Okay. I could be in trouble...big trouble. I started reading "Pride and Prejudice" a couple of days ago. I finished it last night and immediately watched the movie. This is a routine with me about once a year. I read the book, watch the movie, and then I'm good for nothing for several days. Needless to say, I won't be reading the next few days. It always takes me a day or two to get through this haize. I wonder if anyone else goes through this. Surely I'm not the only P&P junkie.
I'm trying to get myself psyched up to read "Becoming Jane Austen" by Jon Spence. I watched the movie a year or so ago and cried like a baby. I'm quite sure I will follow up with the movie (again).
I could be in a funk for days.
Oh, and did I mention that I have "Persuasion" scheduled to read as well. I've never read "Persuasion" and I'm really looking forward to it. No, I've not watched the movie.
I'm not sure how the next few days will go. All I know is I'm on a Jane Austen kick and I just have to ride it out. Again, I wonder...am I crazy? Surely this can't be normal. Will my yearly routine now become: Read "P&P", watch "P&P", read "Becoming Jane Austen", watch "Becoming Jane Austen"?
I don't know what it is about Jane Austen that fascinates me so. Certainly her writing.
Are there any other Jane Austen/P&P junkies out there? Let me see a show of hands, please. It's lonely on this side of the world!
Tuesday, September 21, 2010
Monday, September 20, 2010
Tempted All Night
Tristan Talbot is a man who has spent most of his life trying to earn his father's approval. Now as his father lies on this death bed, Tristan has promised to get to the bottom of a stabbing death that has possible political ties to an infamous brothel.
Lady Phaedra Northampton is on a mission to find Millie, who is the sister of her beloved maid, Agnes. Millie abandoned her child, ran off to London, and has since disappeared from the same infamous brothel. Millie's child is also the illegitimate daughter of Lady Phaedra's brother, Anthony Hayden-Worth.
Tristan and Lady Phaedra decide to work together - Tristan to fulfill the promise made to his father, and Lady Phaedra to find and return Millie to the daughter she abandoned.
Let me start by saying I am an emotional reader, and tend to rate on how well the story sticks with me. To some that may seem unfair. I started this book on September 12, finished it on September 17. Today is September 20, and I can remember very little about it. Was it an unpleasant book? No. Nor do I feel it was a waste of time. I liked the book, but I don't remember much about it.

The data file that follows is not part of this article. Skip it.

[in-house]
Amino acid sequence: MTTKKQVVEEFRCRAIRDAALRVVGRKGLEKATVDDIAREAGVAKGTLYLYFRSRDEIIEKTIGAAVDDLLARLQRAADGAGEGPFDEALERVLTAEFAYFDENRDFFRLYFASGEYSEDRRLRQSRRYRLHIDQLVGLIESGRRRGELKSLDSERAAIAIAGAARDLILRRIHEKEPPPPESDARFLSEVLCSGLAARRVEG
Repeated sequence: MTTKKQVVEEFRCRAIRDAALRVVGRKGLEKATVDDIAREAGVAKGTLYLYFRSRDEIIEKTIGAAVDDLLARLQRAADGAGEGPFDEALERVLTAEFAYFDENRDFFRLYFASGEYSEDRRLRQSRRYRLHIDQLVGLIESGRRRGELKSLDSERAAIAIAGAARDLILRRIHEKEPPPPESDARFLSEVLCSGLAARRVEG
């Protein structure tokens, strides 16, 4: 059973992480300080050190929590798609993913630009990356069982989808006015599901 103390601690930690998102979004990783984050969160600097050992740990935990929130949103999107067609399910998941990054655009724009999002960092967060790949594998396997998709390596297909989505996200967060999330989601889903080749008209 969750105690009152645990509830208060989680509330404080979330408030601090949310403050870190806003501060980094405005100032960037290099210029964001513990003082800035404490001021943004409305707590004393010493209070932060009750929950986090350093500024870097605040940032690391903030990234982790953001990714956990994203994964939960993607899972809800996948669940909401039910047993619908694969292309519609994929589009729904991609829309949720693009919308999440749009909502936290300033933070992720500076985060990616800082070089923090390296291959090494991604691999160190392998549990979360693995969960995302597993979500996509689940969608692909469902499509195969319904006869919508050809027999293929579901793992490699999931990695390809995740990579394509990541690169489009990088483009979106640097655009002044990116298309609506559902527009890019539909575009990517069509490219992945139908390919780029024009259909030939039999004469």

It had intrigue, and I enjoyed that to a certain extent. It wasn't hard to figure out who did what, where, when, or how. To that end, it was a little disappointing.
There was slight humor between hero/heroine , and it was somewhat steamy. It was also interesting to me that Tristan found himself in a rare situation. Normally being the one to walk away from a woman, he found himself unable to do the same with Lady Phaedra. Lady Phaedra was the one doing the walking. I liked that. I thought it very interesting.
For me, it was hard to like Tristan. He was the worst kind of rake - the kind that has no problem bedding another man's wife. Did he redeem himself? Yes, but it was nothing astounding. As a personal preference - if I'm going to read about a man who cheats with a married woman, when his redemption comes, I want the earth to move. It did not.
Posted by Southpaw285 at 12:13 PM
Thursday, September 16, 2010
The Heretic's Daughter
The time is 1692. The place is Salem, MA.
The story is told by a woman, looking back over the tragic events of her childhood. When Sarah Carrier is quite young, her mother, Martha is arrested and tried for being a witch. Sarah and her three brothers are also arrested, tried and imprisoned. Sarah was eleven years old at the time of her arrest.
She talks about the trials of others. A woman expecting a child is arrested, tried and jailed. A woman, along with her baby are jailed. She talks of the people being tortured in order to gain a confession. She tells of children forced to testify against their parents. Sarah, herself is forced to testify against her mother.
She talks about the horrible conditions they are forced to endure in prison. The damp, filth, stench and mice. She tells of their hunger, and the greed of the sheriff's wife who barters food for their clothes.
She talks about the horrible greed of others. She tells of angry people giving false testimony against others with which they have a grudge. She tells of the greed of the accusers, and their gaining land and possessions of those they've tried and found guilty.
The author writes a very graphic story. It is haunting. It is sad. It is tragic.
Posted by Southpaw285 at 9:09 AM